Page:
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To Be or Not to Be

            It's more or less a universal concurrence that man's problems began back when there were only two naked souls frolicking in the Garden of Eden. Unfortunately, these two bad apples ripped from us a life of bliss, placing in its stead one of mortality and hardship. Having fallen from God's graces, the human race has ever since quested after ways to claim our righteous seat next to God, in essence reclaiming our once-lost immortality. Nathaniel Hawthorn and John Milton have described perfectly the unpardonable sin, the sin that once committed will guarantee you a seat next to Satan rather than God, in their writings "Ethan Brand" and "Paradise Lost". However, these two prolific writers never dared to write about their ideas of virtue and righteousness.
             Taking from what we know about Hawthorne, Milton and the unpardonable sin, it is quite possible to draw a conclusion as to what exactly their ideas of virtue might be. The unpardonable sin is venturing higher than one's lot, and both Satan and Ethan Brand are guilty of this very sin. Satan, with the help of his rebel angels "aspired to set himself in glory above his peers" while Ethan Brand did the same and was tormented with a life of having to "endure the kind contact with low and vulgar modes of thought and feeling" that he despised. .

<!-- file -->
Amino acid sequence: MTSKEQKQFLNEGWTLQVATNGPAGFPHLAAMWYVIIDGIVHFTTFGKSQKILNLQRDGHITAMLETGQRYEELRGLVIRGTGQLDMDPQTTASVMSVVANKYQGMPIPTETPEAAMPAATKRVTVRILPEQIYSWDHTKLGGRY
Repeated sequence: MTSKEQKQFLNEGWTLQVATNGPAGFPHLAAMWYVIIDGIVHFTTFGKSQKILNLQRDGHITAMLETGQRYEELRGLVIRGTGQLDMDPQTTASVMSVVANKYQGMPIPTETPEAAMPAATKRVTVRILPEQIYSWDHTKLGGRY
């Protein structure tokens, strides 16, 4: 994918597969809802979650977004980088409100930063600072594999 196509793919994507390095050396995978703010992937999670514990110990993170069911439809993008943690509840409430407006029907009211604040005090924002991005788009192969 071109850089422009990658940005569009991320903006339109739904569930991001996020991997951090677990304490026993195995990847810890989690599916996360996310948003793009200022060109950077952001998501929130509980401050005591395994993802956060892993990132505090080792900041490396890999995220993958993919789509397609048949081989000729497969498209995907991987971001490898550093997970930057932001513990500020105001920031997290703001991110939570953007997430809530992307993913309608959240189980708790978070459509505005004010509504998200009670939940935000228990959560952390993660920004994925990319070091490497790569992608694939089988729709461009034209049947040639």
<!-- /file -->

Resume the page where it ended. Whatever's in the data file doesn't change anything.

Knowing that both Milton and Hawthorne believed that the unpardonable sin was venturing beyond one's group, it is possible to speculate as to what they might consider virtue. First of all, we must understand that the unpardonable sin will always counter the most noble and virtuous lives imaginable. For example, no matter what noble deeds one might accomplish throughout his life, once he has ventured higher than his lot, there is no return or forgiveness. The unpardonable sin is exactly as its name describes- unforgivable. Once committed, a life of internal hell and an afterlife of unbounded damnation are sure to follow.

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